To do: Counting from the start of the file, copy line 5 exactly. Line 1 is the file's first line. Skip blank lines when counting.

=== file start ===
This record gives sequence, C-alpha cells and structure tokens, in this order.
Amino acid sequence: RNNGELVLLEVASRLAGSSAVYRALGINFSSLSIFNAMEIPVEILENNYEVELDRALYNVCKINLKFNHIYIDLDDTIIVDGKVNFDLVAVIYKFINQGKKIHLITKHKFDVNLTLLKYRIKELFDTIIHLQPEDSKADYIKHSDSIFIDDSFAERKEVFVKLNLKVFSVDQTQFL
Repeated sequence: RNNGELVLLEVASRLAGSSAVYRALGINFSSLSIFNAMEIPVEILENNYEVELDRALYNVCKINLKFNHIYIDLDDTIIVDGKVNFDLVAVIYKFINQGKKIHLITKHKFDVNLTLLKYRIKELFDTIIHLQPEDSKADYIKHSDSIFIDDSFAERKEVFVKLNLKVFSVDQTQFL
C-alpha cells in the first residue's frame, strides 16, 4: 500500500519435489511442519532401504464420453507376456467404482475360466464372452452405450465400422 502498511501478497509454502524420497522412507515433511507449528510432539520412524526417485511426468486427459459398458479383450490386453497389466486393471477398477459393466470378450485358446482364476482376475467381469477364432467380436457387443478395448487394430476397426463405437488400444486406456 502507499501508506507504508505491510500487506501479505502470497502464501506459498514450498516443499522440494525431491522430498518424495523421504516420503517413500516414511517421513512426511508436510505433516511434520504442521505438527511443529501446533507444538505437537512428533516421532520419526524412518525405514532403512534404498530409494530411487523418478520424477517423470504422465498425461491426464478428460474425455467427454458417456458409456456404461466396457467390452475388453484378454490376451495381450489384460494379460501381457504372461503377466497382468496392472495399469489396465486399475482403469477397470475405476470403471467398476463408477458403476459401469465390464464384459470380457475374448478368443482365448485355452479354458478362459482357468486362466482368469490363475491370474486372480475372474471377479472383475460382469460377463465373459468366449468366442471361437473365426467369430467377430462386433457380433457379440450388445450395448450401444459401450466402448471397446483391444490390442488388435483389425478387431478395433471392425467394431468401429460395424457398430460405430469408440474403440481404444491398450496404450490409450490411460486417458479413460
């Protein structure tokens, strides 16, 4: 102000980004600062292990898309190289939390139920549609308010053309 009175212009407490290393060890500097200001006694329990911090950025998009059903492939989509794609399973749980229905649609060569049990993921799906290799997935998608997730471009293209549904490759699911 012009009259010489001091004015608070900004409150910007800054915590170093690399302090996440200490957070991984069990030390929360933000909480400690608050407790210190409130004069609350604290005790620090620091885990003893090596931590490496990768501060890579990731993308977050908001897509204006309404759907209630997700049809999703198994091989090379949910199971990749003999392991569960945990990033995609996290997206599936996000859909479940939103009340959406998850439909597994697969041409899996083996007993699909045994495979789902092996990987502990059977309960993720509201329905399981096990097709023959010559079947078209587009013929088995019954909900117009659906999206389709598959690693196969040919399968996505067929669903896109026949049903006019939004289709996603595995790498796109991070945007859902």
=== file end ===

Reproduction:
């Protein structure tokens, strides 16, 4: 102000980004600062292990898309190289939390139920549609308010053309 009175212009407490290393060890500097200001006694329990911090950025998009059903492939989509794609399973749980229905649609060569049990993921799906290799997935998608997730471009293209549904490759699911 012009009259010489001091004015608070900004409150910007800054915590170093690399302090996440200490957070991984069990030390929360933000909480400690608050407790210190409130004069609350604290005790620090620091885990003893090596931590490496990768501060890579990731993308977050908001897509204006309404759907209630997700049809999703198994091989090379949910199971990749003999392991569960945990990033995609996290997206599936996000859909479940939103009340959406998850439909597994697969041409899996083996007993699909045994495979789902092996990987502990059977309960993720509201329905399981096990097709023959010559079947078209587009013929088995019954909900117009659906999206389709598959690693196969040919399968996505067929669903896109026949049903006019939004289709996603595995790498796109991070945007859902």